This result is entirely consistent with what we know about peak performance; where 'resting' or 'tapering' before a big race is widely accepted practice. What Trev is recounting is the 'macro' approach to this technique which can result in increased performance over an entire racing season. Michael Gross referred to it "maintenance training". Of course how long the benefits of ultra low volume training lasts is entirely dependent upon the size of the base the swimmer has built up over the years. Bill Sweetenham figures it takes around ten years of training to acquire a sufficient foundation for elite training. Of course once you've drawn against your base conditioning you have to rebuild it so you can repeat the process - the so called four year cycle. Nothing good comes free in this world.

Tony Austin said...

Scott, when is somebody "in shape"? Would that determine what sort of workouts or premise?

Scott said...

That's where coaches come in, and what's considered in shape is highly subjective. Hochstein would smile at what you or I would think as 'fighting' fit; and there will be those who can watch Eric swim and say to themselves, "Well he must have been really good in his day". There are so many variables involved such as intended racing distances, age, natural talent, and the swimmer's conditioning base, that makes broad generalizations impractical. It comes down to what the swimmer and his coach think is best given the desired targets. For the older swimmers, though, preparing for any distance beyond 200m becomes problematic because of natural deterioration of our aerobic capacity as one ages: even if we could put in the 60,000 meters per week elite preparation calls for. That leaves us with the sprints where our strength doesn't leave us so readily. Technique, of course, stays with you forever once gained (or as long as you remain flexible enough). But in concept you want to have established enough training to be comfortable with a significant reduction in volume while still allowing you to cover the necessary day-to-day drills and speed work. This allows the body to rest and build up its energy even while training - and thus makes for better racing during this time.

Tony Austin said...

So apparently it is all about arbitrary or relative benchmarks. Is swimming 10x100s on the 2:00 in shape?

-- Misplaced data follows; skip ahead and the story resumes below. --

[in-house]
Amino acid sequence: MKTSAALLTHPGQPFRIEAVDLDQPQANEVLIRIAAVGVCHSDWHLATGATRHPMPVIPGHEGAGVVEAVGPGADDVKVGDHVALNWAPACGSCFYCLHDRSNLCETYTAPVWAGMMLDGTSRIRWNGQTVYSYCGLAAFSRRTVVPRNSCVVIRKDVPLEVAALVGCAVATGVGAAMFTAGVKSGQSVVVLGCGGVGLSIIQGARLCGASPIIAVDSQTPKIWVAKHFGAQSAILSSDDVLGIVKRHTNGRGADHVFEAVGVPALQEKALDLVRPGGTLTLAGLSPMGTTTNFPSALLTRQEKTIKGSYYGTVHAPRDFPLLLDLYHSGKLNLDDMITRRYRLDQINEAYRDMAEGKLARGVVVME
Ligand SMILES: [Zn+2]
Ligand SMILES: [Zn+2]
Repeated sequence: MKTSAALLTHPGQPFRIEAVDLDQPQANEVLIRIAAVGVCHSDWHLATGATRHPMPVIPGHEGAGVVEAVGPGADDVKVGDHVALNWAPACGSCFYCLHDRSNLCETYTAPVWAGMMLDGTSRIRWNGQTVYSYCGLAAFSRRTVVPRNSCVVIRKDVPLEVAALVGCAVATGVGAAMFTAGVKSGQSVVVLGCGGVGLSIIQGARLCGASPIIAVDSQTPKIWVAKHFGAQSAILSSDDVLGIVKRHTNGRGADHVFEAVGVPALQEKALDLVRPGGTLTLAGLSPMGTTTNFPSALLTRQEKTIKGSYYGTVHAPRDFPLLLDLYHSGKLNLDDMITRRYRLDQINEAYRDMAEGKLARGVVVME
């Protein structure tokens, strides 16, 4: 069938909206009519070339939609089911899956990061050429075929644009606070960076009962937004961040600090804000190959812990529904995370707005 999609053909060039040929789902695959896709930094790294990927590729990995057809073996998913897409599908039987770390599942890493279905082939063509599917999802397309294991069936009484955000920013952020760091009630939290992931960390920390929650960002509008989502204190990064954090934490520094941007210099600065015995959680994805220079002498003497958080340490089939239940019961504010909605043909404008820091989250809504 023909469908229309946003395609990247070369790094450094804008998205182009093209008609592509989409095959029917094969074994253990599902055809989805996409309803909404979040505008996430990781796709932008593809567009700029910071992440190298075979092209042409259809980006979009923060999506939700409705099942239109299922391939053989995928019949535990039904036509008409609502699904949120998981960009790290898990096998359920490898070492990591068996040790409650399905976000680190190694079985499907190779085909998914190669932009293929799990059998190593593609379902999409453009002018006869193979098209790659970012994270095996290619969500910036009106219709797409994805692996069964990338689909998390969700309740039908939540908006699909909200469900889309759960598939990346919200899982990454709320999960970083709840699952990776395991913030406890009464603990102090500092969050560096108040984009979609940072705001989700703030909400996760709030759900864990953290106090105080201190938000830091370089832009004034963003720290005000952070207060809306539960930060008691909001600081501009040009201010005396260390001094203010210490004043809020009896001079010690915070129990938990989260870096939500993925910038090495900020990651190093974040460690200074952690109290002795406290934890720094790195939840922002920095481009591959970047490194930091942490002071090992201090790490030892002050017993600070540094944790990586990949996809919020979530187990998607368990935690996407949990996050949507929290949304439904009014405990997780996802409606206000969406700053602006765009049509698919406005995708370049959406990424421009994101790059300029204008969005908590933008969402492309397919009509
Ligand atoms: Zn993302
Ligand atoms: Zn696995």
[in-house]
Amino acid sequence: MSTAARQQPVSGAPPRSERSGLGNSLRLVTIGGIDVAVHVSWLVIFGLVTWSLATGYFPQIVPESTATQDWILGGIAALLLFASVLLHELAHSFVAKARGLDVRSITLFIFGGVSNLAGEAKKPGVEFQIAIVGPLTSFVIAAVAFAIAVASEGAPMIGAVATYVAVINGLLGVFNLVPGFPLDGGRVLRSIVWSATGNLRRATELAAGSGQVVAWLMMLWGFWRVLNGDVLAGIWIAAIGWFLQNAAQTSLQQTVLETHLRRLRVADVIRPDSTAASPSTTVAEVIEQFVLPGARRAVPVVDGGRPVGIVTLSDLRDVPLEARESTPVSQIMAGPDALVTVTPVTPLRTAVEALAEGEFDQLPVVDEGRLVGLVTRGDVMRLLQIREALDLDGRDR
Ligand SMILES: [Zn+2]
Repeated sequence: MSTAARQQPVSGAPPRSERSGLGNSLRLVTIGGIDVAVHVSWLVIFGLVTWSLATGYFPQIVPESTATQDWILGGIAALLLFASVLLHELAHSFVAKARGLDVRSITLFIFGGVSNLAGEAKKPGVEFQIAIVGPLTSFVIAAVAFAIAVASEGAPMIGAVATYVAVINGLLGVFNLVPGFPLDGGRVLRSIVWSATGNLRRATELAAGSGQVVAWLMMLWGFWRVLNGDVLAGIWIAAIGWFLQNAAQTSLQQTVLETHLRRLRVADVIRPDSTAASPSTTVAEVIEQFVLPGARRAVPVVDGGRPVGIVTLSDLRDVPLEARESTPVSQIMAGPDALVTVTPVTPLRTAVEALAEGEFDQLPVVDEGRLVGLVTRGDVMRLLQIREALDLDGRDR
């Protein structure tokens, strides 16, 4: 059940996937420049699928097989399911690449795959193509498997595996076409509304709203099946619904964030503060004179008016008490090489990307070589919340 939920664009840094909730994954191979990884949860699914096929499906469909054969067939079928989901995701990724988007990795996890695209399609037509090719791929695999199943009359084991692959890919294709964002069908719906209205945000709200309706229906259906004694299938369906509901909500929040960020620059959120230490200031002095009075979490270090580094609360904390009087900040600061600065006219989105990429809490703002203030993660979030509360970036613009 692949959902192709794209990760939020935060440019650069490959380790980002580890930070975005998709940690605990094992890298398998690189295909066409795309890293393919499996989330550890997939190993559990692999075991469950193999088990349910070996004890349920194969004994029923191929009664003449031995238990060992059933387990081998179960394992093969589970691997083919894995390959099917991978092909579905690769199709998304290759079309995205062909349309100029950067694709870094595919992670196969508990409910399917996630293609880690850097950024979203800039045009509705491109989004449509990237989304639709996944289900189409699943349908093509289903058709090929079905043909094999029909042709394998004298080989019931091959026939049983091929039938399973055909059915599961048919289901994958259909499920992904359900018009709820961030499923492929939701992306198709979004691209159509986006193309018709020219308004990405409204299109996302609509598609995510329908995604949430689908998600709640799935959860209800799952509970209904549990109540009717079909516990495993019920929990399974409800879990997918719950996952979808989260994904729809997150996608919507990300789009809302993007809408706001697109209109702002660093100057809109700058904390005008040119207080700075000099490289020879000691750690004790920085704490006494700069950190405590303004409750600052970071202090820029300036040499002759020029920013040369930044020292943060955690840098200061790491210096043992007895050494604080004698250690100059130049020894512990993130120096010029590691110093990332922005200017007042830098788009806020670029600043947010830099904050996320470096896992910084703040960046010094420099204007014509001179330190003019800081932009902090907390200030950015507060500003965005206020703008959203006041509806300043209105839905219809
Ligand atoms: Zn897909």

For you or I it's laughable unless we are going all out on each 100 than it torture. for 56% of inner city youths it would be incomprehensible.

Perhaps the benchmarks become internally mathematic in that the Vo2 max measurement etc. if all that could quantified, then that is when workouts will be tailored around maintenance and nuance.

Scott said...

You're right Tony. My team's coach is a twenty year old university student who not so long ago was a junior national in the 800, 1500, and backstroke. Sometimes he gets confused about just who he's coaching and throws in a scm set like 3X [50 fly@0:50; 50 free@1:00; 50 free@0:35; and a 50 free@1:00]. Now there are a few on our team who can make the intervals for all three - unfortunately I'm not one of them. He figures because he eased up on the fly interval and halved the number of sets it becomes at least twice as easy as when he swam it. Hey, for all I know he might have eased up on the free interval too. I explain the set calls for a forty five fly followed by a thirty free and for me I'm not going to make the second 0:35 interval. Guaranteed. That's inexperience in a coach. If you put in a lot of effort you probably could develop the appropriate algorithms for practice workloads based on existing conditioning, but thankfully we have coaches to do this for us. The better, more experienced ones will intuitively know when to push their charges, when to pull back, and what their limits are. It's difficult enough when you're coaching relatively homogenous groups swim teams normally organized around. Almost impossible, however, for a masters swim team whose members can range all the way from purely recreation/fitness swimmers through triathletes to former Olympians looking to pick off a few masters world records.